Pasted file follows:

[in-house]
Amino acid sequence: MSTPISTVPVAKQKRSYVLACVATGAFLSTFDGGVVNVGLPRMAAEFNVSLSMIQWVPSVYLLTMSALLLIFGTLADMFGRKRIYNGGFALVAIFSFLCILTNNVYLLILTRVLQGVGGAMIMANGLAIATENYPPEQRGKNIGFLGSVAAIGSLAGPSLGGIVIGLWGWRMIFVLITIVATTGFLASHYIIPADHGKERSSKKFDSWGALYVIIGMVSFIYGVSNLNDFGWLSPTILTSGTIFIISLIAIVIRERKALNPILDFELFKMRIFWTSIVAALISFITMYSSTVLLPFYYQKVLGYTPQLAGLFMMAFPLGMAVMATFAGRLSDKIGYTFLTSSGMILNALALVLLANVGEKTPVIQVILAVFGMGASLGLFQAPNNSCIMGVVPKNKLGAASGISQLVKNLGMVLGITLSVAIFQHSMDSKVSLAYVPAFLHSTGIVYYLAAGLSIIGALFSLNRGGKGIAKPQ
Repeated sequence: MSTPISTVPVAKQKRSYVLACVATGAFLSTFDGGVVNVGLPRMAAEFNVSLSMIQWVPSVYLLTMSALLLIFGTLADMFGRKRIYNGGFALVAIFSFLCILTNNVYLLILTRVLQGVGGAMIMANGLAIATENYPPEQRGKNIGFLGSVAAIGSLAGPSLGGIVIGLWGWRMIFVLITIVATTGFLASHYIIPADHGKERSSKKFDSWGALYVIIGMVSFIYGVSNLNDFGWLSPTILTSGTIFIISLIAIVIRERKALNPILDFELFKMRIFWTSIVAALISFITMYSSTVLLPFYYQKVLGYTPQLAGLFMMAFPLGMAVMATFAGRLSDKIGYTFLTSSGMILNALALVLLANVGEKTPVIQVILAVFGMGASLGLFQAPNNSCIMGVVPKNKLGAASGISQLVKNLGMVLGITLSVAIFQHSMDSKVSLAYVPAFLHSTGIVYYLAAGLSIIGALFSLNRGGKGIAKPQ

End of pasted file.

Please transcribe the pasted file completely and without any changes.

[in-house]
Amino acid sequence: MSTPISTVPVAKQKRSYVLACVATGAFLSTFDGGVVNVGLPRMAAEFNVSLSMIQWVPSVYLLTMSALLLIFGTLADMFGRKRIYNGGFALVAIFSFLCILTNNVYLLILTRVLQGVGGAMIMANGLAIATENYPPEQRGKNIGFLGSVAAIGSLAGPSLGGIVIGLWGWRMIFVLITIVATTGFLASHYIIPADHGKERSSKKFDSWGALYVIIGMVSFIYGVSNLNDFGWLSPTILTSGTIFIISLIAIVIRERKALNPILDFELFKMRIFWTSIVAALISFITMYSSTVLLPFYYQKVLGYTPQLAGLFMMAFPLGMAVMATFAGRLSDKIGYTFLTSSGMILNALALVLLANVGEKTPVIQVILAVFGMGASLGLFQAPNNSCIMGVVPKNKLGAASGISQLVKNLGMVLGITLSVAIFQHSMDSKVSLAYVPAFLHSTGIVYYLAAGLSIIGALFSLNRGGKGIAKPQ
Repeated sequence: MSTPISTVPVAKQKRSYVLACVATGAFLSTFDGGVVNVGLPRMAAEFNVSLSMIQWVPSVYLLTMSALLLIFGTLADMFGRKRIYNGGFALVAIFSFLCILTNNVYLLILTRVLQGVGGAMIMANGLAIATENYPPEQRGKNIGFLGSVAAIGSLAGPSLGGIVIGLWGWRMIFVLITIVATTGFLASHYIIPADHGKERSSKKFDSWGALYVIIGMVSFIYGVSNLNDFGWLSPTILTSGTIFIISLIAIVIRERKALNPILDFELFKMRIFWTSIVAALISFITMYSSTVLLPFYYQKVLGYTPQLAGLFMMAFPLGMAVMATFAGRLSDKIGYTFLTSSGMILNALALVLLANVGEKTPVIQVILAVFGMGASLGLFQAPNNSCIMGVVPKNKLGAASGISQLVKNLGMVLGITLSVAIFQHSMDSKVSLAYVPAFLHSTGIVYYLAAGLSIIGALFSLNRGGKGIAKPQ